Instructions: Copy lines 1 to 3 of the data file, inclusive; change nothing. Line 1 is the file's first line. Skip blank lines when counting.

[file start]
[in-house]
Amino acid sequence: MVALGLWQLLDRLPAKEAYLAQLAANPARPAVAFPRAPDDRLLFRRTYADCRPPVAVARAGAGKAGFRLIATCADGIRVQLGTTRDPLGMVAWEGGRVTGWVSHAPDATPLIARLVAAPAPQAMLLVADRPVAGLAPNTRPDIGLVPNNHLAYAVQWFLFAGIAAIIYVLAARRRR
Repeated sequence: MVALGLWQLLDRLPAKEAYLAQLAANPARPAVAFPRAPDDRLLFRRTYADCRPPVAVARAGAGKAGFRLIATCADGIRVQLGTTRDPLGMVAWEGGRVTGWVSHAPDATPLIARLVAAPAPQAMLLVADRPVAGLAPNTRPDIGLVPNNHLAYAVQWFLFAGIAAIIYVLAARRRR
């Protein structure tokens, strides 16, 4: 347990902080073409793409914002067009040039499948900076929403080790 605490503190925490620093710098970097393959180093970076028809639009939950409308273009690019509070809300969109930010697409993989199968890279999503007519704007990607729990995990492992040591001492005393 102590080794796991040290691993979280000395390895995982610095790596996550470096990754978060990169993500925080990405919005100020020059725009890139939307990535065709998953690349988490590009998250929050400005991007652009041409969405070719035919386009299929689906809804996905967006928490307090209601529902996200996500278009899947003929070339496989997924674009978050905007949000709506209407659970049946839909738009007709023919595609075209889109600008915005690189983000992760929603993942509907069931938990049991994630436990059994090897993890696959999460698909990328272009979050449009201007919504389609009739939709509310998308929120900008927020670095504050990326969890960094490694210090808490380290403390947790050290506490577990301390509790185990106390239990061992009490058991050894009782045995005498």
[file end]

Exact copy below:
[in-house]
Amino acid sequence: MVALGLWQLLDRLPAKEAYLAQLAANPARPAVAFPRAPDDRLLFRRTYADCRPPVAVARAGAGKAGFRLIATCADGIRVQLGTTRDPLGMVAWEGGRVTGWVSHAPDATPLIARLVAAPAPQAMLLVADRPVAGLAPNTRPDIGLVPNNHLAYAVQWFLFAGIAAIIYVLAARRRR
Repeated sequence: MVALGLWQLLDRLPAKEAYLAQLAANPARPAVAFPRAPDDRLLFRRTYADCRPPVAVARAGAGKAGFRLIATCADGIRVQLGTTRDPLGMVAWEGGRVTGWVSHAPDATPLIARLVAAPAPQAMLLVADRPVAGLAPNTRPDIGLVPNNHLAYAVQWFLFAGIAAIIYVLAARRRR